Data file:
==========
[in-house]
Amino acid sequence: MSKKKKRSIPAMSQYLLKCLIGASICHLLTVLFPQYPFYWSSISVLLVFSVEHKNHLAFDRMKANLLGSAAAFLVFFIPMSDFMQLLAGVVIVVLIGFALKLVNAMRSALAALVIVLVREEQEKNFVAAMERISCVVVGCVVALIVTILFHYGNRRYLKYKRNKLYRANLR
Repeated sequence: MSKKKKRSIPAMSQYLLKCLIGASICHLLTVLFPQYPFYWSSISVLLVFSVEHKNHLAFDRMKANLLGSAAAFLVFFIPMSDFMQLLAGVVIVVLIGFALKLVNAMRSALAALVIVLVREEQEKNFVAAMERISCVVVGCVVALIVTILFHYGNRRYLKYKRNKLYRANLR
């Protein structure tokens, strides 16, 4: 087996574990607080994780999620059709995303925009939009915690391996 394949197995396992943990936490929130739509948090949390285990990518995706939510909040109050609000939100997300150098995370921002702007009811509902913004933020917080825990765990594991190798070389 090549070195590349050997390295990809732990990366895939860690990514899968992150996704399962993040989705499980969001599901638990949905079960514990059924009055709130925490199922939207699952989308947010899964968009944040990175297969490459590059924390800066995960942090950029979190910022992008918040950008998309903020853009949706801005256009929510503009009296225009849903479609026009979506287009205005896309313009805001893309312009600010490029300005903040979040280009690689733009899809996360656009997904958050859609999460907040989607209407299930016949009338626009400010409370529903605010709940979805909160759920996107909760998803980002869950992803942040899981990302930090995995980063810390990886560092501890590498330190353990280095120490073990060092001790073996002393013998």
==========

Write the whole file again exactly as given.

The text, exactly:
[in-house]
Amino acid sequence: MSKKKKRSIPAMSQYLLKCLIGASICHLLTVLFPQYPFYWSSISVLLVFSVEHKNHLAFDRMKANLLGSAAAFLVFFIPMSDFMQLLAGVVIVVLIGFALKLVNAMRSALAALVIVLVREEQEKNFVAAMERISCVVVGCVVALIVTILFHYGNRRYLKYKRNKLYRANLR
Repeated sequence: MSKKKKRSIPAMSQYLLKCLIGASICHLLTVLFPQYPFYWSSISVLLVFSVEHKNHLAFDRMKANLLGSAAAFLVFFIPMSDFMQLLAGVVIVVLIGFALKLVNAMRSALAALVIVLVREEQEKNFVAAMERISCVVVGCVVALIVTILFHYGNRRYLKYKRNKLYRANLR
């Protein structure tokens, strides 16, 4: 087996574990607080994780999620059709995303925009939009915690391996 394949197995396992943990936490929130739509948090949390285990990518995706939510909040109050609000939100997300150098995370921002702007009811509902913004933020917080825990765990594991190798070389 090549070195590349050997390295990809732990990366895939860690990514899968992150996704399962993040989705499980969001599901638990949905079960514990059924009055709130925490199922939207699952989308947010899964968009944040990175297969490459590059924390800066995960942090950029979190910022992008918040950008998309903020853009949706801005256009929510503009009296225009849903479609026009979506287009205005896309313009805001893309312009600010490029300005903040979040280009690689733009899809996360656009997904958050859609999460907040989607209407299930016949009338626009400010409370529903605010709940979805909160759920996107909760998803980002869950992803942040899981990302930090995995980063810390990886560092501890590498330190353990280095120490073990060092001790073996002393013998």